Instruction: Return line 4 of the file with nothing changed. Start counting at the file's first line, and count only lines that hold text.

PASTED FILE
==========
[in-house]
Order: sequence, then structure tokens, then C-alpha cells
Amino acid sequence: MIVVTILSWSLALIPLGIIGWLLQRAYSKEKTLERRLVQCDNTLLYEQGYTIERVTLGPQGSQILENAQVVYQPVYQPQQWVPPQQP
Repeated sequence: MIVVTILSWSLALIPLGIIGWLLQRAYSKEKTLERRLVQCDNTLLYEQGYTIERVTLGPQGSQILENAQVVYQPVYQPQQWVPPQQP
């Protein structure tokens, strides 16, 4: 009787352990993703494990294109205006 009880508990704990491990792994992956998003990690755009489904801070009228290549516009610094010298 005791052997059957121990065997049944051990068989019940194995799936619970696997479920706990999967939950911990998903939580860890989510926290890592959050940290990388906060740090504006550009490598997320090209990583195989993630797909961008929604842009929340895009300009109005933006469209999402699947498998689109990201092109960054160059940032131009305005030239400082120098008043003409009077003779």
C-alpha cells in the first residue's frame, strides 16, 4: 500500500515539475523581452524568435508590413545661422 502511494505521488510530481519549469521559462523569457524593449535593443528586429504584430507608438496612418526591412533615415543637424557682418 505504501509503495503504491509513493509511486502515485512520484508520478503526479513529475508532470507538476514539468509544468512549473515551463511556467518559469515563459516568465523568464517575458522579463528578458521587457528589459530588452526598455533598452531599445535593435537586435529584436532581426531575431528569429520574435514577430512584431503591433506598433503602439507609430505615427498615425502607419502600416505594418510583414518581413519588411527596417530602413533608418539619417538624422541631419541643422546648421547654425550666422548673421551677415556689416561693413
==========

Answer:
Repeated sequence: MIVVTILSWSLALIPLGIIGWLLQRAYSKEKTLERRLVQCDNTLLYEQGYTIERVTLGPQGSQILENAQVVYQPVYQPQQWVPPQQP